Hearing loss depicted as a problem that compounds by showing several cutout men toppled over on one man.

Are you surprised to learn that hearing loss is more than just your ears? Ears are the method of hearing, so the damage done to them because of aging, injury or illness is why someone can’t hear, but did you know there’s more to it than that The loss of a person’s hearing bleeds into a number of other aspects of their life. It’s a dramatic change for somebody who has always had the ability to hear. Consider some ways that hearing loss has a extensive impact on more than just the ears.

Earning Capability

A 2006 report published by the Australian company Access Economics states there is a connection between salary potential and hearing. They discovered that an individual with hearing loss will possibly make about 25 percent less than the ones that do listen, but why?

There are many things that could affect earnings. Somebody who works without any hearing assistance device such as a hearing aid might miss out on crucial information. They may appear for a company meeting at 4 when it was actually at 2 pm, for instance. Managers tend to appreciate those with shrewd attention to detail, and that’s a challenge when you can’t hear the details.

Working environments can be noisy and crazy, too. A person with hearing loss can quickly become confused with all that noise around them. They will struggle to speak on the phone, to listen to clients and to understand what coworkers are saying because in a loud environment the desktop sounds like clicking keyboards or an air conditioner motor become conspicuous.

Relationships

Some of the very same problems at work become a problem at home. Hearing loss has the potential to cause conflict, especially when the person with the problem continues to deny it. Little things such as saying “what” a lot during conversations and turning the TV up too loud irritate friends, relatives, and spouses.

They may try to intervene and encourage this individual to recognize their hearing loss, and that leads to friction, also. It is extremely common for someone with hearing loss to isolate themselves and refuse to go out and spend time with others. They struggle to keep up with conversations, so that they so what the can to prevent them.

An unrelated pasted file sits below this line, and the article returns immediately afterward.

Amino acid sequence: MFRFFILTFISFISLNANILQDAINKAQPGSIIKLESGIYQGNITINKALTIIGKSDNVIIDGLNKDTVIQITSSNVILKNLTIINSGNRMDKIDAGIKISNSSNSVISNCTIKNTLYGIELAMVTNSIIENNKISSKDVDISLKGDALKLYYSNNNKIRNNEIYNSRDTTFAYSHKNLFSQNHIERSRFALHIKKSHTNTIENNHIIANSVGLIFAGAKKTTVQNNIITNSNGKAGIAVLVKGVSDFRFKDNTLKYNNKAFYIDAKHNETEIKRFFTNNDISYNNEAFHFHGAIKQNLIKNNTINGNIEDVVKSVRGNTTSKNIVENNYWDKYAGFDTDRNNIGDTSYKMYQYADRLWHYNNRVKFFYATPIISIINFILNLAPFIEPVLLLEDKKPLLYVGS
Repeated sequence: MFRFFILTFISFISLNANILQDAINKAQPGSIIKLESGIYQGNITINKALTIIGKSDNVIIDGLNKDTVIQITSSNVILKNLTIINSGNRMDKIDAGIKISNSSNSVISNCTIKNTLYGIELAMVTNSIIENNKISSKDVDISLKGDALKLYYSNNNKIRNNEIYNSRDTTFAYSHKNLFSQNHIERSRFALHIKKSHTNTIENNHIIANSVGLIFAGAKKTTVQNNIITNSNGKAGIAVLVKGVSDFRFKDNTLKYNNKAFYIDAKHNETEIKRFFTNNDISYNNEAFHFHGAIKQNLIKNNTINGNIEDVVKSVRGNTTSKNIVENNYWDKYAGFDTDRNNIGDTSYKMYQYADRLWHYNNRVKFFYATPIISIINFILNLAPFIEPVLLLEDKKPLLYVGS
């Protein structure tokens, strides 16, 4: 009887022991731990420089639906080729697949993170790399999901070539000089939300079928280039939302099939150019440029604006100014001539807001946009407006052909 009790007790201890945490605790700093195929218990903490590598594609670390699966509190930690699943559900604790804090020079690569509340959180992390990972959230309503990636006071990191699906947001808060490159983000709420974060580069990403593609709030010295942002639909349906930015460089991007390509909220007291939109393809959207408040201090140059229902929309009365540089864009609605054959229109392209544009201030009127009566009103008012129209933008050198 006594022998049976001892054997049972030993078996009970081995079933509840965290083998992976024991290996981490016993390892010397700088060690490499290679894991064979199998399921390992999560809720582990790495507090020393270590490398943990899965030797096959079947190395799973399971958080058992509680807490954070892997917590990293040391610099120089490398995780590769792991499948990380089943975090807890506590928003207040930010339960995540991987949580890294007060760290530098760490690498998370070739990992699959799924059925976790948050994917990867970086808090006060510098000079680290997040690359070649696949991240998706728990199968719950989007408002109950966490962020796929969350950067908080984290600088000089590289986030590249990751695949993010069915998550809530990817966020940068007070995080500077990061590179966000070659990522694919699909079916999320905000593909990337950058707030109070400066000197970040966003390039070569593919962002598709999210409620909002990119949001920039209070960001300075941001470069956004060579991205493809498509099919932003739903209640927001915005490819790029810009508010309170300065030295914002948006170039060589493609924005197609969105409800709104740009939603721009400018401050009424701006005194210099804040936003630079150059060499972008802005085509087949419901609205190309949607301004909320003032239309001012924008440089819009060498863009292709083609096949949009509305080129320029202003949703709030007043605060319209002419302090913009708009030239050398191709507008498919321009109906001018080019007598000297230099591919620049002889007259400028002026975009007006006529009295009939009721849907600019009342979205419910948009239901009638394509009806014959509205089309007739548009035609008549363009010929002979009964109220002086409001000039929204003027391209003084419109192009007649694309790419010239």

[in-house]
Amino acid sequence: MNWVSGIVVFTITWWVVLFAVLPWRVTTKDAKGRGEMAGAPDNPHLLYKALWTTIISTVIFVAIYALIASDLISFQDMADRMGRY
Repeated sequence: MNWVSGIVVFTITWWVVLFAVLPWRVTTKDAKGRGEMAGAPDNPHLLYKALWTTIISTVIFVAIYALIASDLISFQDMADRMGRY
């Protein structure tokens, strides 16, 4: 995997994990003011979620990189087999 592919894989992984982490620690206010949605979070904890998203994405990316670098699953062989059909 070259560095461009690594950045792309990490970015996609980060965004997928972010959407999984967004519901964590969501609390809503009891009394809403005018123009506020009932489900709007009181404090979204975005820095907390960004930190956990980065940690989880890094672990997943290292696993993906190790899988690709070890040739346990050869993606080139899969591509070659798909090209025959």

Mental Health Concerns

The problems at work and house take a toll on mental health over time. A 2014 study conducted by the U.S. National Institute on Deafness and Other Communication Disorders found a cause and effect relationship between hearing loss and melancholy. Their research indicates an increased risk of depression, particularly among women and people under the age of 70. Their risk of depression goes from 5 percent to about 11 percent with hearing loss.

A second study by the Senior Research Group suggests that the risk of mental health issues including depression, anxiety and paranoia goes up when a person with hearing loss doesn’t use hearing aids. The study participants who did not wear hearing aids reported everything from feelings of despair to sudden fits of anger more often than those who did wear them.

Safety Issues

Security is always a concern for the hearing impaired. Most security systems, while it is a smoke or carbon monoxide detector or a perimeter alarm, work based on noise. They exude a high-frequency noise if there’s a danger. Even people with minor hearing loss can have difficulty hearing high pitched tones.

Personal security becomes a problem when a person with hearing loss crosses the street or drives a car, too. Sound serves to indicate problems like a car coming down the street or a horn honking.

Cognitive Functioning

Medical science has made a link between cognitive decline and hearing loss. It’s not clear why people with hearing loss have a higher risk of dementia. The current theory is that the brain struggles to listen and to compensate, it robs other vital functions like short-term memory.

A 2011 study conducted by Johns Hopkins Medicine discovered that a person with minor hearing loss is twice as likely to develop dementia. Moderate hearing loss increases the risk by three times and an individual with severe hearing impairment is five times more likely to get Alzheimer’s disease and other types of dementia. Hearing health is just 1 factor in memory loss conditions, but it’s an important one.

When a person has hearing loss, it’s true there is probably something wrong with their ears, but that’s just where it starts. The fantastic news is that getting help in the kind of hearing aids and other treatment options lowers the chance of mental health issues, dementia and the different issues associated with hearing decline.

Call Now
Find Location